Online catalog of the collection

Vizcaya Museum and Gardens is currently developing a publically accessible, online catalog of it’s collection that represents many cultures and periods of art—ancient Roman sculptures, Renaissance tapestries and architectural elements, seventeenth- and eighteenth-century statues and garden decorations, Chinese ceramics, Rococo and Neoclassical furniture and early twentieth-century sculptures and paintings.

James Deering relied on his artistic director, Paul Chalfin, to decorate Vizcaya. In fact, if there was a collector at Vizcaya, it was Chalfin rather than Deering. The great majority of Vizcaya’s collection was acquired in Italy between 1912 and 1914, while the estate was still being planned.


Ceiling of the Enclosed Loggia at Vizcaya.
Ceiling of the Enclosed Loggia at Vizcaya. Photo by Bill Sumner.

The rooms in the Main House were designed around pieces of furniture, paneling and architectural elements such as gates and fireplaces. Every object contributes to the decorative context of the room in which it resides. As such, the objects and interiors played an important role in determining the architecture of the house.

Chalfin was an expert in Italian furniture and interiors, and the rooms in the Main House reflect his interest in different periods of history. The eighteenth century was the main inspiration for Vizcaya—ranging from the asymmetrical and highly inventive Rococo to the more linear and austere Neoclassical style.

Chalfin also wanted to evoke the style of different Italian cities, and so Vizcaya has rooms inspired by Milan (Music Room), Palermo (Reception Room) and Venice (the Cathay and Espagnolette bedrooms). In Deering’s personal suite, Chalfin assembled masculine, but yet ornate, furniture of the Napoleonic era, while in the Living Room and Dining Room he followed the fashion for “modern” Renaissance interiors popular among art collectors in Europe and the United States.

Chalfin was not interested in historical consistency and he was skilled at integrating new elements of his own design into old artifacts, creating eclectic ensembles. Vizcaya was, after all, designed as a vacation house, and the décor is consistently playful and whimsical.

Nonetheless, today, Vizcaya has one of the most significant collections of Italian furniture in the United States.

Statue at the orchidarium.
Statue in the Orchidarium. Photo by Alex Serna.

The statues, busts, vases and urns that decorate Vizcaya’s gardens range from antiquity to the Renaissance and Baroque periods, and include modern art from Deering’s time.

While Chalfin’s intent was to acquire artifacts as decoration rather than to assemble a collection, the gardens do preserve a large number of important eighteenth-century sculptures representing mythological figures. These sculptures originally decorated villas around Venice, Italy.

One of the most monumental outdoor sculptures at Vizcaya is the central element of the Fountain Garden. This was designed in 1722 by Filippo Barigioni (1680–1753), the architect who created the fountain in front of the Pantheon in Rome.

What makes Vizcaya unique among American country estates of the time is the combination of these antique elements with new sculptural decorations by contemporary artists, such as Gaston Lachaise (1882–1935), Charles Cary Rumsey (1879–1922) and Robert Winthrop Chanler (1872–1930). Chanler was responsible for the ceiling of the swimming pool, an extraordinary stucco bas-relief representing the underwater flora and fauna of the Florida Keys.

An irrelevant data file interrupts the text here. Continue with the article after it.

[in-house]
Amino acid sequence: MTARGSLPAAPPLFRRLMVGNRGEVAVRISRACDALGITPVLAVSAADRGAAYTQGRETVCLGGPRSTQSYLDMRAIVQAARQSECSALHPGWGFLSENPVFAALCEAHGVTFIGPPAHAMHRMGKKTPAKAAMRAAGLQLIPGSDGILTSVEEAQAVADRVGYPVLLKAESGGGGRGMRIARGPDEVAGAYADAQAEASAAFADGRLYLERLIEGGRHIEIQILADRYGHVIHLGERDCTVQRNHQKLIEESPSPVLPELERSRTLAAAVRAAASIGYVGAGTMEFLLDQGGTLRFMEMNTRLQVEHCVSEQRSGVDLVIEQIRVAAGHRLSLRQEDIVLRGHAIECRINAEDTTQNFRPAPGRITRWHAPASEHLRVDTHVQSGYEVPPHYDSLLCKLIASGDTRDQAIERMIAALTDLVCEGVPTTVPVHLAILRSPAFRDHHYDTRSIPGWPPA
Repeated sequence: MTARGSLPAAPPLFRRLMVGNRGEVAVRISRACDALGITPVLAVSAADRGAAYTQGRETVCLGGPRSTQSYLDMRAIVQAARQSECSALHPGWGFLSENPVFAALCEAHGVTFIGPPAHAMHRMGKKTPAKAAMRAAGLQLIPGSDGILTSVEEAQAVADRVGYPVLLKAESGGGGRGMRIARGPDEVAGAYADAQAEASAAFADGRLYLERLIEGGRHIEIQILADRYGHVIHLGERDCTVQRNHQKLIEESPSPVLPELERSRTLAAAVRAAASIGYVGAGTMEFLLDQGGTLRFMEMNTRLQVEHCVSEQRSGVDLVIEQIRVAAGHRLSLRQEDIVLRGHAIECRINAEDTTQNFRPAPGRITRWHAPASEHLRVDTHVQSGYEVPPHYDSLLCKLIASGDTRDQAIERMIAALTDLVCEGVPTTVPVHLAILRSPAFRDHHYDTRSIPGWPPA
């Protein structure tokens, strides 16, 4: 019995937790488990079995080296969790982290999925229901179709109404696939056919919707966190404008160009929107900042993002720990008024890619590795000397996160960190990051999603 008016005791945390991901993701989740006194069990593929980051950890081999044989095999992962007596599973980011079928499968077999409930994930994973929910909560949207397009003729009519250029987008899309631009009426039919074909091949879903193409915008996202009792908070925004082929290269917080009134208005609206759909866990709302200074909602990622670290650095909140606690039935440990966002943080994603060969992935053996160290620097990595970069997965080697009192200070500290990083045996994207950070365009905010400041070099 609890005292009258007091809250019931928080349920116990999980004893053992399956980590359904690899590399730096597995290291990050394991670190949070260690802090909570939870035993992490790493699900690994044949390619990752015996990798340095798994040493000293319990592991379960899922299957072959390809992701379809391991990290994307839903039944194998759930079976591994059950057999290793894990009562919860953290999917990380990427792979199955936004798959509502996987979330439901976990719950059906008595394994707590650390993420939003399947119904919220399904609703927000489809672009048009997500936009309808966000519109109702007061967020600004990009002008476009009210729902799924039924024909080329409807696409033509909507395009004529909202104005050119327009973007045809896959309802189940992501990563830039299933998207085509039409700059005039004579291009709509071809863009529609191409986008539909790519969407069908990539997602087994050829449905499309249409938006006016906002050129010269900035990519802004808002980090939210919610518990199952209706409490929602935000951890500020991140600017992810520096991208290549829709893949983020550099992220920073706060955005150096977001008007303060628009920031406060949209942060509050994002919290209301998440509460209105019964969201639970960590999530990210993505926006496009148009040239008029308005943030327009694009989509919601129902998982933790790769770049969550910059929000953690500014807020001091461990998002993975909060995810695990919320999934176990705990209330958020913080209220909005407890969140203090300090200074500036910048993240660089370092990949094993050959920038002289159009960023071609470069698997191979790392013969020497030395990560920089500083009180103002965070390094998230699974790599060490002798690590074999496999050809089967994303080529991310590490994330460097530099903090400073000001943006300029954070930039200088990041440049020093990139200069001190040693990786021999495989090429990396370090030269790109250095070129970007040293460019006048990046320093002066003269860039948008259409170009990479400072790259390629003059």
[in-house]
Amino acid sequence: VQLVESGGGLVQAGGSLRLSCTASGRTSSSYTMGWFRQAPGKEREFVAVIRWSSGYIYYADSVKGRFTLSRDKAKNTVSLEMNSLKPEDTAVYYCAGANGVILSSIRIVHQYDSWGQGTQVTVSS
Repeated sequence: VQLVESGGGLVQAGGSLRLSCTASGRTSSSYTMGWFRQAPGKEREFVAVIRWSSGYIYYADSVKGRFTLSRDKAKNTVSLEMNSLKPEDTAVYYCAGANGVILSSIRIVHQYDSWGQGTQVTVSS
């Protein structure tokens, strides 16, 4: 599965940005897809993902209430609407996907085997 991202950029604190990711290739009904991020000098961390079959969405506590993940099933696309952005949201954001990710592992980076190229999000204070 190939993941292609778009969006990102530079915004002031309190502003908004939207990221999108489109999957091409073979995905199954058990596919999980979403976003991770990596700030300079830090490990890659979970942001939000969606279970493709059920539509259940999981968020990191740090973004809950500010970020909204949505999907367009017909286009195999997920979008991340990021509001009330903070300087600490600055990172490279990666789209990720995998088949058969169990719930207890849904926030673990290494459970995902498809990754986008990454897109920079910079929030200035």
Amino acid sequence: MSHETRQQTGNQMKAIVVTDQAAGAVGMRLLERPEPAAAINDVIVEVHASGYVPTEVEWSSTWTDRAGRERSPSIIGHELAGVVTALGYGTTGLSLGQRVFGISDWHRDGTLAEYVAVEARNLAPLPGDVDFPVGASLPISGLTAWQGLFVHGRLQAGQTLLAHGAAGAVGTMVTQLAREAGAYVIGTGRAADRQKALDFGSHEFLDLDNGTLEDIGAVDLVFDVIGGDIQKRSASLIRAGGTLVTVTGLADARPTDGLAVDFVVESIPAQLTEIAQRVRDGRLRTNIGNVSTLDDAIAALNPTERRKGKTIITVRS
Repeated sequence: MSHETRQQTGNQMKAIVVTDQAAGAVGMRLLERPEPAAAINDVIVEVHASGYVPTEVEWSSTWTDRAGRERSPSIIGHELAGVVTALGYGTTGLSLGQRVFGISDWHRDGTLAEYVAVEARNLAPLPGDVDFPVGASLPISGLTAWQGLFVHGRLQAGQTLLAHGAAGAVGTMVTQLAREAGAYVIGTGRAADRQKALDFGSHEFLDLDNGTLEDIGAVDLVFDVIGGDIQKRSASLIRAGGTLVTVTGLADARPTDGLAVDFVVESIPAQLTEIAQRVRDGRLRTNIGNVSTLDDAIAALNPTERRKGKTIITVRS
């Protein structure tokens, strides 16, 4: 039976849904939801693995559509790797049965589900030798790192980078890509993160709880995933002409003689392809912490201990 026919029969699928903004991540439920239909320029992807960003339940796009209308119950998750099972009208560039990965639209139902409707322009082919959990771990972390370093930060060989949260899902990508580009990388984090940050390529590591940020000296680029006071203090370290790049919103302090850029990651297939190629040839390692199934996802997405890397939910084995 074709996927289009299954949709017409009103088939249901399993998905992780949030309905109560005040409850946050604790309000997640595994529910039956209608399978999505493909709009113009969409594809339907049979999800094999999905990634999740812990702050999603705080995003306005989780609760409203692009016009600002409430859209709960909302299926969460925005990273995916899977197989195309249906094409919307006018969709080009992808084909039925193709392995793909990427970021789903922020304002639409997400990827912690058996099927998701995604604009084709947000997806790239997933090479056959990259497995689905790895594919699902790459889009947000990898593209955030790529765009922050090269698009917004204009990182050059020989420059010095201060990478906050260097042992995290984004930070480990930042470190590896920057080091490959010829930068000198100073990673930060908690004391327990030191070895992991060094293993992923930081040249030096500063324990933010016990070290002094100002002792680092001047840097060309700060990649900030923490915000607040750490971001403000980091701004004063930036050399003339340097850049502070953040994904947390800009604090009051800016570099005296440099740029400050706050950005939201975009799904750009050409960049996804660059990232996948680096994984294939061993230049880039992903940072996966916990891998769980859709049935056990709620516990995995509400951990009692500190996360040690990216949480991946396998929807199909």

The most outstanding of Vizcaya’s twentieth-century features is the Barge, sculpted by Alexander Stirling Calder (1870–1945). Located in the water in front of the Main House, the Barge is a monumental breakwater shaped as a boat and decorated with carving representing mythical Caribbean creatures. During Deering’s time, there were also full-grown trees, a latticework pavilion and fountains on the Barge.

Woman carefully cleaning a painting with a brush and goggles
Collections Care Technician carefully cleans a painting. Photo by Vizcaya staff

At Vizcaya we are constantly active in the preservation and conservation of this unique and fragile estate and its extremely varied collections. These collections include archival material and historic photographs, textiles, sculptures, paintings and furniture, monumental architectural elements and a living collection of historic plants, some of which date back to James Deering’s day. Though James Deering used high-quality materials and construction techniques at Vizcaya, the estate is more than a century old and for many years funding was not available for maintenance and capital projects.

The estate’s subtropical location on Biscayne Bay is deeply relevant to Vizcaya’s beauty and significance. This location, however, also exposes Vizcaya’s historic artifacts to saline and damp conditions and the periodic devastation of hurricanes, the first of which occurred in 1926, just a year after James Deering’s death.

With every preservation and conservation project, we first conduct archival and field research to understand how things were made and how they looked in Deering’s day. Vizcaya’s designers wanted Vizcaya to look old as soon as it was built, so we don’t strive to make things look pristine or new.

We also perform conditions assessment and materials analysis to document prior treatments and determine what approach might be best. And on each of these projects we collaborate with architects, conservators and scholars with the appropriate skills, training and experience.


Help support Vizcaya’s ongoing preservation of this National Historic Landmark